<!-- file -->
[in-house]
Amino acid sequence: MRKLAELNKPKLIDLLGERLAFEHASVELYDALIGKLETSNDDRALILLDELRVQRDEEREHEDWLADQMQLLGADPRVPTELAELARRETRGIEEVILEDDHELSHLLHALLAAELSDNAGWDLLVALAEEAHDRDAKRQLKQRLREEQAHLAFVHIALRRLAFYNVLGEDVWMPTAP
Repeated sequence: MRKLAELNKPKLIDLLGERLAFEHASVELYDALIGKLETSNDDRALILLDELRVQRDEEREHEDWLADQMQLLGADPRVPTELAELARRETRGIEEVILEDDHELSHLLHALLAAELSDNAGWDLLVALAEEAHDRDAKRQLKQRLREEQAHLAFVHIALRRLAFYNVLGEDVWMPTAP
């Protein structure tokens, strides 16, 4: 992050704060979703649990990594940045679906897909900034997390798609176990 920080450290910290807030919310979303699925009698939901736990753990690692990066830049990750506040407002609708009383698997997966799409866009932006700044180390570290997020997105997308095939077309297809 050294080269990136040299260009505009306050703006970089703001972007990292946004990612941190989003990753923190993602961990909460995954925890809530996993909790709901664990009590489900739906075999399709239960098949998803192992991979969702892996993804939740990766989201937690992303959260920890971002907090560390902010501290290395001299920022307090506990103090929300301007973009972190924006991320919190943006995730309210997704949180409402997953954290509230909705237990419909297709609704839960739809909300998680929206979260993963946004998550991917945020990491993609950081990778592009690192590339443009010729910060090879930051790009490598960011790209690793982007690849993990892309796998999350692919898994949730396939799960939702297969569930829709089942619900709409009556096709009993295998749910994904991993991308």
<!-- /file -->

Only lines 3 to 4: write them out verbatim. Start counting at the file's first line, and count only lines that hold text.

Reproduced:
Repeated sequence: MRKLAELNKPKLIDLLGERLAFEHASVELYDALIGKLETSNDDRALILLDELRVQRDEEREHEDWLADQMQLLGADPRVPTELAELARRETRGIEEVILEDDHELSHLLHALLAAELSDNAGWDLLVALAEEAHDRDAKRQLKQRLREEQAHLAFVHIALRRLAFYNVLGEDVWMPTAP
């Protein structure tokens, strides 16, 4: 992050704060979703649990990594940045679906897909900034997390798609176990 920080450290910290807030919310979303699925009698939901736990753990690692990066830049990750506040407002609708009383698997997966799409866009932006700044180390570290997020997105997308095939077309297809 050294080269990136040299260009505009306050703006970089703001972007990292946004990612941190989003990753923190993602961990909460995954925890809530996993909790709901664990009590489900739906075999399709239960098949998803192992991979969702892996993804939740990766989201937690992303959260920890971002907090560390902010501290290395001299920022307090506990103090929300301007973009972190924006991320919190943006995730309210997704949180409402997953954290509230909705237990419909297709609704839960739809909300998680929206979260993963946004998550991917945020990491993609950081990778592009690192590339443009010729910060090879930051790009490598960011790209690793982007690849993990892309796998999350692919898994949730396939799960939702297969569930829709089942619900709409009556096709009993295998749910994904991993991308």